Greece hopes to get 2.5 billion euros, about $2.7 billion, by forcing public entities to lend to the state, giving it enough room to meet its obligations through the end of May, the deputy finance minister said on Wednesday.
Shut out of bond markets, Athens is on the verge of bankruptcy and could run out of cash in weeks unless it strikes a deal with foreign creditors to unlock further bailout aid.
Prime Minister Alexis Tsipras' administration on Monday ordered state entities and local governments to park idle cash at the central bank for the state to borrow, triggering an outcry from mayors and regional officials who have threatened to challenge it in court.
"My target is 2.5 billion euros," Deputy Finance Minister Dimitris Mardas told Greece's Star TV channel.
"I want this 2.5 billion euros to cover any needs that may occur, I repeat, taking into account the worst-case scenarios and the needs for May."
There have been doubts about whether Greece can make a loan repayment to the IMF on May 12 without a deal with creditors.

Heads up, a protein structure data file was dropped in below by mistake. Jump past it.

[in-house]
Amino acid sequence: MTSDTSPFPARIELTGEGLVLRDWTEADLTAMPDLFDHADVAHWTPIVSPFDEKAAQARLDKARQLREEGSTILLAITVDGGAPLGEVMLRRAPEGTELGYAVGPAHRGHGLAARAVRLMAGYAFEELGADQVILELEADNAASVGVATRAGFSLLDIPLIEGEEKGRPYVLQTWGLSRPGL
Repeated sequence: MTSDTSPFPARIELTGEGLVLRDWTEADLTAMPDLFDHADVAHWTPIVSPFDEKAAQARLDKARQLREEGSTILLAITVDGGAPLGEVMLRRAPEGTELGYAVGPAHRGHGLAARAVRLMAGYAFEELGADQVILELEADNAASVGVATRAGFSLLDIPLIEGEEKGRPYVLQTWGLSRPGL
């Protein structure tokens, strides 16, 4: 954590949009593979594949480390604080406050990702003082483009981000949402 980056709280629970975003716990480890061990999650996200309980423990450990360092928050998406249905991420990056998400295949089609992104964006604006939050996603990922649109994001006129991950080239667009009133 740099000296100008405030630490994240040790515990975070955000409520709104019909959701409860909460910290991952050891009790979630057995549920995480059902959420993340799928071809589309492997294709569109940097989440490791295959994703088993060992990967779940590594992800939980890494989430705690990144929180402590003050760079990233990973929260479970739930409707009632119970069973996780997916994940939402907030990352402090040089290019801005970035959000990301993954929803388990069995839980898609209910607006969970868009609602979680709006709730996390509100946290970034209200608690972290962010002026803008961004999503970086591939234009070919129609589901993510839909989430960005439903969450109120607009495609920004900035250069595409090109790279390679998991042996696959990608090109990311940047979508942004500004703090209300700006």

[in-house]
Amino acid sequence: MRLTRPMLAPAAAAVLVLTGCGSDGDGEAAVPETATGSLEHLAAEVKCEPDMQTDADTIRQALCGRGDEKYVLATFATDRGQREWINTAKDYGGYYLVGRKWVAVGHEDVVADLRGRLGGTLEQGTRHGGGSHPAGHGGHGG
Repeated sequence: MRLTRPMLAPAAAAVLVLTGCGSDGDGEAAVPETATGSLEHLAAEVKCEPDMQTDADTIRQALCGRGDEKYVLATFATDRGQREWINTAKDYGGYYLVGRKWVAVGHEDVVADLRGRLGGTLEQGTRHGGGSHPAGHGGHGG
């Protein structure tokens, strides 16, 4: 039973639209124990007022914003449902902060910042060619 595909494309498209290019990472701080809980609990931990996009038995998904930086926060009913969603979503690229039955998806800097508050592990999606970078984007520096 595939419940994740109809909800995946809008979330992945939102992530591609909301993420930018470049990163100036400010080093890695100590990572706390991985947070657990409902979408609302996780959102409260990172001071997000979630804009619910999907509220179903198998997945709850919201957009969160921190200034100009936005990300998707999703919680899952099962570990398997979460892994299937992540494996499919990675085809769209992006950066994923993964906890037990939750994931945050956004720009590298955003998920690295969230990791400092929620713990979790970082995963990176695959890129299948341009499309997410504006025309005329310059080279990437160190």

Mardas initially said that the state was still short of between 350 million and 400 million euros to cover wage, pension and other payments at the end of April, but later said that hurdle had been overcome because some pension funds had since come forward to lend money to the state.
He also dismissed a report that Athens was considering a parallel currency or IOUs to make payments, saying he was confident a deal would be struck with creditors to avoid a default.
"There will be a positive outcome and this asphyxiation will end," he said. "We are not contemplating such a scenario for now because we believe that we will reach a deal."
Euro zone officials have said that talks are not advanced enough to reach a solution and have urged Greece to step up efforts to strike an agreement with its international creditors.
A meeting of euro zone finance ministers in Riga on Friday is no longer expected to culminate in a deal after European and IMF creditors accused Athens of failing to provide required data.
Athens said it was not to blame for the standoff.
"They can't just drag their feet on a solution and blame the Greek government of slowing down the process," government spokesman Gabriel Sakellaridis told the Ant1 television channel.
Tsipras is due to meet German Chancellor Angela Merkel on the sidelines of an EU summit in Brussels on Thursday, and Greek officials have expressed hope the meeting could trigger a breakthrough in the negotiations.
"The Greek side is willing to make these important steps for a mutual compromise, a mutually beneficial solution, but there must be a solution soon," said Sakellaridis.
"The legislative act is aimed at dealing with the liquidity issues. It is known that we are short of money."
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